- External links
- System requirements
- Release cycle
- Bug reports
mpv is a free (as in freedom) media player for the command line. It supports a wide variety of media file formats, audio and video codecs, and subtitle types.
There is a FAQ.
Releases can be found on the release list.
- A not too ancient Linux, Windows 7 or later, or OSX 10.8 or later.
- A somewhat capable CPU. Hardware decoding might help if the CPU is too slow to decode video in realtime, but must be explicitly enabled with the
- A not too crappy GPU. mpv's focus is not on power-efficient playback on embedded or integrated GPUs (for example, hardware decoding is not even enabled by default). Low power GPUs may cause issues like tearing, stutter, etc. The main video output uses shaders for video rendering and scaling, rather than GPU fixed function hardware. On Windows, you might want to make sure the graphics drivers are current. In some cases, ancient fallback video output methods can help (such as
--vo=xvon Linux), but this use is not recommended or supported.
For semi-official builds and third-party packages please see mpv.io/installation.
There is no complete changelog; however, changes to the player core interface are listed in the interface changelog.
Changes to the C API are documented in the client API changelog.
The release list has a summary of most of the important changes on every release.
Changes to the default key bindings are indicated in restore-old-bindings.conf.
Compiling with full features requires development files for several external libraries. Below is a list of some important requirements.
The mpv build system uses waf, but we don't store it in the repository. The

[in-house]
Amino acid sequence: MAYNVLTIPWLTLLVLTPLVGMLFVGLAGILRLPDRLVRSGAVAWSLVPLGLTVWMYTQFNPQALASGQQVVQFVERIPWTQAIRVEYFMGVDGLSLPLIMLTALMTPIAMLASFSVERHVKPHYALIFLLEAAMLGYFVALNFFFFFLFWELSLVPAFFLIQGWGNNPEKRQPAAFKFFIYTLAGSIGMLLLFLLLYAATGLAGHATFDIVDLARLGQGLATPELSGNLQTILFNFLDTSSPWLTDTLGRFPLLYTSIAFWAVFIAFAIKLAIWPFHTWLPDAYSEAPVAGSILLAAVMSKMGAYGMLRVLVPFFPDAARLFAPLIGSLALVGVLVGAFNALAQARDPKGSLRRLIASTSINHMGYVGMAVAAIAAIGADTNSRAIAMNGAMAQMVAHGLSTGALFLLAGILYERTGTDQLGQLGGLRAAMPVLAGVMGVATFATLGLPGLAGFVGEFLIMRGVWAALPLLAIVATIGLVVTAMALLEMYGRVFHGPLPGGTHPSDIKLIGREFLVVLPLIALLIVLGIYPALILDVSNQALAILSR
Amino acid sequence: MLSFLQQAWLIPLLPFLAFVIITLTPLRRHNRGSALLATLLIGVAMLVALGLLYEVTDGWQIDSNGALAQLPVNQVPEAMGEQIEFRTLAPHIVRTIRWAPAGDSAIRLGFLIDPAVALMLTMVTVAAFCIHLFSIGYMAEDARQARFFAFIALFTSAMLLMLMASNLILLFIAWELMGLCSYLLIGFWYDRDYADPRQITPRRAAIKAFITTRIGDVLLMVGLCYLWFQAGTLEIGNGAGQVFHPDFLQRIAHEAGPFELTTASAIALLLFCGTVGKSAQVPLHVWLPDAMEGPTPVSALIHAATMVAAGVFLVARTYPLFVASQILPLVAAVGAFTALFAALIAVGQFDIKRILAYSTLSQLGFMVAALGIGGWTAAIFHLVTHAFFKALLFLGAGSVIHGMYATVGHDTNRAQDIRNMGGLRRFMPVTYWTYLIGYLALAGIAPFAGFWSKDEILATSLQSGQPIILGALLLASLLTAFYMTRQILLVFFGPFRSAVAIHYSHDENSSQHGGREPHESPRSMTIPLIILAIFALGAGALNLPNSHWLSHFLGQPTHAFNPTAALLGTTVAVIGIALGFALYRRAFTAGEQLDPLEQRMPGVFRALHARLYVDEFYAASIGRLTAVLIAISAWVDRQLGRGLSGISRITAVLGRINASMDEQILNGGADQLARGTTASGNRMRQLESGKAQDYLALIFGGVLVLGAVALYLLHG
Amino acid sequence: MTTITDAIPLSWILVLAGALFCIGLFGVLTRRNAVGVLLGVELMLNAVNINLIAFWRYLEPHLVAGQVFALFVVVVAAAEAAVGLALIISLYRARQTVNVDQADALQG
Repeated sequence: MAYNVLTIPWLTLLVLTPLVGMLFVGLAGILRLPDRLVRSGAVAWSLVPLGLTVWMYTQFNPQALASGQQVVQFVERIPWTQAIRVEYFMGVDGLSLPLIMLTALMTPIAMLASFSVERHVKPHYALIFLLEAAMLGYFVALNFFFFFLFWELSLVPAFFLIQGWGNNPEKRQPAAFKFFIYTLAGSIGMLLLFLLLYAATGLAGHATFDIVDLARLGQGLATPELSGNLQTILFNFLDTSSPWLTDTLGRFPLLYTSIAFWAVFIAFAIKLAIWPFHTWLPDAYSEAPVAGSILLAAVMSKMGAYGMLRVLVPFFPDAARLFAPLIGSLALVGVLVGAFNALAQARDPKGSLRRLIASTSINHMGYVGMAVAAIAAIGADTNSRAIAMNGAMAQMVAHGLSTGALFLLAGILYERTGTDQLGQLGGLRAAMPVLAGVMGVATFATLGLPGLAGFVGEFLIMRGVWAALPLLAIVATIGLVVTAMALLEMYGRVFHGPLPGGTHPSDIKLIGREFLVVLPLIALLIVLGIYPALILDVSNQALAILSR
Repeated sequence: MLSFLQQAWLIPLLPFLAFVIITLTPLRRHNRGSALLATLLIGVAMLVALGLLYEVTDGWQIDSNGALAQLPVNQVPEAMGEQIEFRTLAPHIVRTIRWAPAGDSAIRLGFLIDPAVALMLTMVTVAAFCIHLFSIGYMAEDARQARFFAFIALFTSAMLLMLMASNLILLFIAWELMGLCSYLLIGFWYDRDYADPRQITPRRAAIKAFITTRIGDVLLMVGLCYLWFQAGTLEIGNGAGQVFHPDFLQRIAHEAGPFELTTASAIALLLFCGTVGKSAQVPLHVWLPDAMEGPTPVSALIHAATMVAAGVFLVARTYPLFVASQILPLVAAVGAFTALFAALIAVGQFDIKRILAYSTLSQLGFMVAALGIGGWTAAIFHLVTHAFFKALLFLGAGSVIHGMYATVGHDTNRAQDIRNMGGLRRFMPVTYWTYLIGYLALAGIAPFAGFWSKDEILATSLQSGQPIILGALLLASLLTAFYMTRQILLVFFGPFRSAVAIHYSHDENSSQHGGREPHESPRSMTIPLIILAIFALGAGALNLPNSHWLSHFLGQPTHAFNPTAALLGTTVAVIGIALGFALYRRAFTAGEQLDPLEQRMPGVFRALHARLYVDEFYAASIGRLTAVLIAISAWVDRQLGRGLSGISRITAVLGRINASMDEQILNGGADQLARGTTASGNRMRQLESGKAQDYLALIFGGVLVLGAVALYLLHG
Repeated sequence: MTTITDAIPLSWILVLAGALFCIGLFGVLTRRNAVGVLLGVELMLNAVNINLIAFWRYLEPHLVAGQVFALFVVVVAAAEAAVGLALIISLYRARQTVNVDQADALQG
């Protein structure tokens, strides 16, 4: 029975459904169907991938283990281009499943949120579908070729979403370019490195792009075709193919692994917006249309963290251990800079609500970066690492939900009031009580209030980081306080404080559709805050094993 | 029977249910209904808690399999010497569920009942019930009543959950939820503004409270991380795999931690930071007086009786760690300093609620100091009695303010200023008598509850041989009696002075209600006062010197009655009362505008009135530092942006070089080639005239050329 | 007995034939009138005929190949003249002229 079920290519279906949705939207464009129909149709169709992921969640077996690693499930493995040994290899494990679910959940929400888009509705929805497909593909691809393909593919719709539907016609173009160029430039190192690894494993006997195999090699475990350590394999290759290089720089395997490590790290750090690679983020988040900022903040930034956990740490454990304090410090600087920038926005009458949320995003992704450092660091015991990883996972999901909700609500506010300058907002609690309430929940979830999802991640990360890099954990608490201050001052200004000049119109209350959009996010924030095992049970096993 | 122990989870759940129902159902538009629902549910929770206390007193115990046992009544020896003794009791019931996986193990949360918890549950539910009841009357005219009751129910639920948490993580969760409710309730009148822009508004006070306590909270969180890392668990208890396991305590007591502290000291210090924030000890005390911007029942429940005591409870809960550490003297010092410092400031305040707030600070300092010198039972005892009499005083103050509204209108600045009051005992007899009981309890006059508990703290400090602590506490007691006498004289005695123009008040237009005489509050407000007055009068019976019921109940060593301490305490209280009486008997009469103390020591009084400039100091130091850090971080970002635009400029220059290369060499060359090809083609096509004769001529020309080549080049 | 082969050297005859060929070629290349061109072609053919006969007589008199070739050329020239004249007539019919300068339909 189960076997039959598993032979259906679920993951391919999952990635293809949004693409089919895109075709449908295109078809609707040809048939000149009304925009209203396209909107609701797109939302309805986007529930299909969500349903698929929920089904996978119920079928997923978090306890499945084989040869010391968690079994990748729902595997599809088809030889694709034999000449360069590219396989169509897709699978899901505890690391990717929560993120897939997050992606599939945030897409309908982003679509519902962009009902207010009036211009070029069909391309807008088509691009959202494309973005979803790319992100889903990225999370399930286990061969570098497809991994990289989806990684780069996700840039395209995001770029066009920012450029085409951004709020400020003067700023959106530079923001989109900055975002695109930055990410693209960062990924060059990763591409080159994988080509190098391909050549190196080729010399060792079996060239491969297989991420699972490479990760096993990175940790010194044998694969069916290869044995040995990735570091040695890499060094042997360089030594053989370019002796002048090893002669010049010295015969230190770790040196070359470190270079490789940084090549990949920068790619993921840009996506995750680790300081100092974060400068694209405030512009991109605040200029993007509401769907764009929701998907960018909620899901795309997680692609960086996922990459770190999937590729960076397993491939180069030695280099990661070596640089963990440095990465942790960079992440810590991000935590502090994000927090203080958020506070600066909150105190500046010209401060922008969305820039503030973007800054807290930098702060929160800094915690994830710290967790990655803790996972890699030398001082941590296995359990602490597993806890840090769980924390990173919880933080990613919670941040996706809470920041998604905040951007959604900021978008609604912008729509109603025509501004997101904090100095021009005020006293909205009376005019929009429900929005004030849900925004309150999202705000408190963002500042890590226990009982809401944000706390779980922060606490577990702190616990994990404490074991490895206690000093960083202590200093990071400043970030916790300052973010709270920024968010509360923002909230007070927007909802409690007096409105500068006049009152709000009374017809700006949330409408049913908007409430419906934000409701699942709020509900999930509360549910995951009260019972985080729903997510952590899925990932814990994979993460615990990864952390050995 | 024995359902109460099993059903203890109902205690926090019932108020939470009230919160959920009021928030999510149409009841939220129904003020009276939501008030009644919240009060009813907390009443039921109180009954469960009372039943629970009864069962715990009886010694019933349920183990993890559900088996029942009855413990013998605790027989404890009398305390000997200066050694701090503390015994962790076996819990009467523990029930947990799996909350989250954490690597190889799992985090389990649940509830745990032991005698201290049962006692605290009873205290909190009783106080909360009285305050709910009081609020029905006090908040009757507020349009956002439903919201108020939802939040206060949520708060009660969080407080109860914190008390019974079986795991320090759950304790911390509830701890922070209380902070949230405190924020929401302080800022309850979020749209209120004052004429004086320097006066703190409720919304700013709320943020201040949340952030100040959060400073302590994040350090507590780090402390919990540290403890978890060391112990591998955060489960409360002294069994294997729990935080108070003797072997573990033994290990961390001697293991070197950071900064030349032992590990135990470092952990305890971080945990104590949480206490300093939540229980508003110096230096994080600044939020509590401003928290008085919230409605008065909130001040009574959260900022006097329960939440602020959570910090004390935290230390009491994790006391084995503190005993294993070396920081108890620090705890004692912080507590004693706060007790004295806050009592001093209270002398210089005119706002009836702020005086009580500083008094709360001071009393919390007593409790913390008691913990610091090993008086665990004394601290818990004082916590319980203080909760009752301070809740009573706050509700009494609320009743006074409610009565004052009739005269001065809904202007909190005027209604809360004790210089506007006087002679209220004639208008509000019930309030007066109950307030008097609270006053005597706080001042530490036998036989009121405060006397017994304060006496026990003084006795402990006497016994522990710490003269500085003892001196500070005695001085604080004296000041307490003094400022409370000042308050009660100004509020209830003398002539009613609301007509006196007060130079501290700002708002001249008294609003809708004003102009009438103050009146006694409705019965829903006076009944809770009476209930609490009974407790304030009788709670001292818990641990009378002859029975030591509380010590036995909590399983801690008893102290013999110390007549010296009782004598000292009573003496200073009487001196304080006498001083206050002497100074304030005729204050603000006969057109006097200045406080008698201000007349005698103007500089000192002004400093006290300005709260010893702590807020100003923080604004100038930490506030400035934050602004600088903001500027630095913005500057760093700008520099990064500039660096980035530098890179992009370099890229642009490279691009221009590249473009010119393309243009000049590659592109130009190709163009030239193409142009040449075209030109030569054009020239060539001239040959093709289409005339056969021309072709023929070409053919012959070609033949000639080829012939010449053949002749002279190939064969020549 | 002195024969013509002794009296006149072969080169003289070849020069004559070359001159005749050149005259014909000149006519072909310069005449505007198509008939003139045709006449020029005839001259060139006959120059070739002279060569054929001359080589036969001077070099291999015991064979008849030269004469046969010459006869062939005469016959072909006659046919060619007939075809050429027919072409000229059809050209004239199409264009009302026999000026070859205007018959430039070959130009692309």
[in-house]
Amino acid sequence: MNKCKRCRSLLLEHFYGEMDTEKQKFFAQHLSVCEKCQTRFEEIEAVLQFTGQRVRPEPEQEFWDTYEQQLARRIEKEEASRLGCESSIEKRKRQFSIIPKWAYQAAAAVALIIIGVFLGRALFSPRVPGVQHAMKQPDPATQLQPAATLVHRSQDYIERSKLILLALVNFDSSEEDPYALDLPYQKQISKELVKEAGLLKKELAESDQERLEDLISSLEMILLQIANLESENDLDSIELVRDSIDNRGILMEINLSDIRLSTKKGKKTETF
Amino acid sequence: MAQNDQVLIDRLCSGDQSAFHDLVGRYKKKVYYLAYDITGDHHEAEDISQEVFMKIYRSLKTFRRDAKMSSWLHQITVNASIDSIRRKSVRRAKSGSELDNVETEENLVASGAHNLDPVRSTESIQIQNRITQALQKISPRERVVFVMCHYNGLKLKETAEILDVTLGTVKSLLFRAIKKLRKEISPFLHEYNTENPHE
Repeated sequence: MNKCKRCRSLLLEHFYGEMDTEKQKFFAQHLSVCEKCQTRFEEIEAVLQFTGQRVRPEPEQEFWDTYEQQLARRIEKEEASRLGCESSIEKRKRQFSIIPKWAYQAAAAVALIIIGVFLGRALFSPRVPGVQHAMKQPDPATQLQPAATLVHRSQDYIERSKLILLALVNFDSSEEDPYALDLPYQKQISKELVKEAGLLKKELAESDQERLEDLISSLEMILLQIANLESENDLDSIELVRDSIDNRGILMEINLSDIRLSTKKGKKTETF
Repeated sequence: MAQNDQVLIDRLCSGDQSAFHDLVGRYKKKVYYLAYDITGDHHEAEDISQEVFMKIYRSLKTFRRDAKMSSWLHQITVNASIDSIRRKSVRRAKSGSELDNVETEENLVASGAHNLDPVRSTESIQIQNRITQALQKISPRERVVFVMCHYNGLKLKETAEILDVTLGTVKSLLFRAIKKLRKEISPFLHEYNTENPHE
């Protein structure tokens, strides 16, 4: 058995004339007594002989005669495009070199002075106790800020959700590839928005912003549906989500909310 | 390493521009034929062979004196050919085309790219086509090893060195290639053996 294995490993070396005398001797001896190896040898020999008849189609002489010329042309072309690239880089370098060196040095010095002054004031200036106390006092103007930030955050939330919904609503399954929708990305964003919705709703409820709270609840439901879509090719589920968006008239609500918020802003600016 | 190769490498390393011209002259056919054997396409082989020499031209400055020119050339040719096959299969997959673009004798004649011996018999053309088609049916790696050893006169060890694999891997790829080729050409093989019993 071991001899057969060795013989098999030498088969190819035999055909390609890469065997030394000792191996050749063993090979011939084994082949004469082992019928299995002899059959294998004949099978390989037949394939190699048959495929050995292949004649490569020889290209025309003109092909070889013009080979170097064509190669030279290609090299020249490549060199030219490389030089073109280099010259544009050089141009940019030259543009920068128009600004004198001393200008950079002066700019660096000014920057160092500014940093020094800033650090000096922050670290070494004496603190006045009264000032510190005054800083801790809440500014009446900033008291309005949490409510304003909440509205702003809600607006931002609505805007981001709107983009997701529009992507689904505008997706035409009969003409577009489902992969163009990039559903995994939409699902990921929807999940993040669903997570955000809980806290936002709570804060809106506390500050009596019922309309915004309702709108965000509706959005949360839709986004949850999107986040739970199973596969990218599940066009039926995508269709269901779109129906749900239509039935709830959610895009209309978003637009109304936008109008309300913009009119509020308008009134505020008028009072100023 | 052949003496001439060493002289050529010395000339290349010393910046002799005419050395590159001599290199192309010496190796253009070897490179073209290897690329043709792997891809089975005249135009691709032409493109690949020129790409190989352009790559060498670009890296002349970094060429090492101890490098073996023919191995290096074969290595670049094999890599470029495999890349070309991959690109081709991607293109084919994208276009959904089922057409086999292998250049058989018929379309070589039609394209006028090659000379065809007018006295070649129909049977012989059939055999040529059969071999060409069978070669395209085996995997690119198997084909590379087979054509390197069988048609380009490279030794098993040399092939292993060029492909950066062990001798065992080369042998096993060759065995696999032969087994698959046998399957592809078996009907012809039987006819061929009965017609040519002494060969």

./bootstrap.py script will download the latest version of waf that was tested with the build system.
For a list of the available build options use
./waf configure --help. If you think you have support for some feature installed but configure fails to detect it, the file
build/config.log may contain information about the reasons for the failure.
NOTE: To avoid cluttering the output with unreadable spam,
--help only shows one of the two switches for each option. If the option is autodetected by default, the
--disable-*** switch is printed; if the option is disabled by default, the
--enable-*** switch is printed. Either way, you can use
--disable-** regardless of what is printed by
To build the software you can use
./waf build: the result of the compilation will be located in
build/mpv. You can use
./waf install to install mpv to the prefix after it is compiled.
./bootstrap.py ./waf configure ./waf ./waf install
Essential dependencies (incomplete list):
- gcc or clang
- X development headers (xlib, xrandr, xext, xscrnsaver, xinerama, libvdpau, libGL, GLX, EGL, xv, ...)
- Audio output development headers (libasound/ALSA, pulseaudio)
- FFmpeg libraries (libavutil libavcodec libavformat libswscale libavfilter and either libswresample or libavresample)
- iconv (normally provided by the system libc)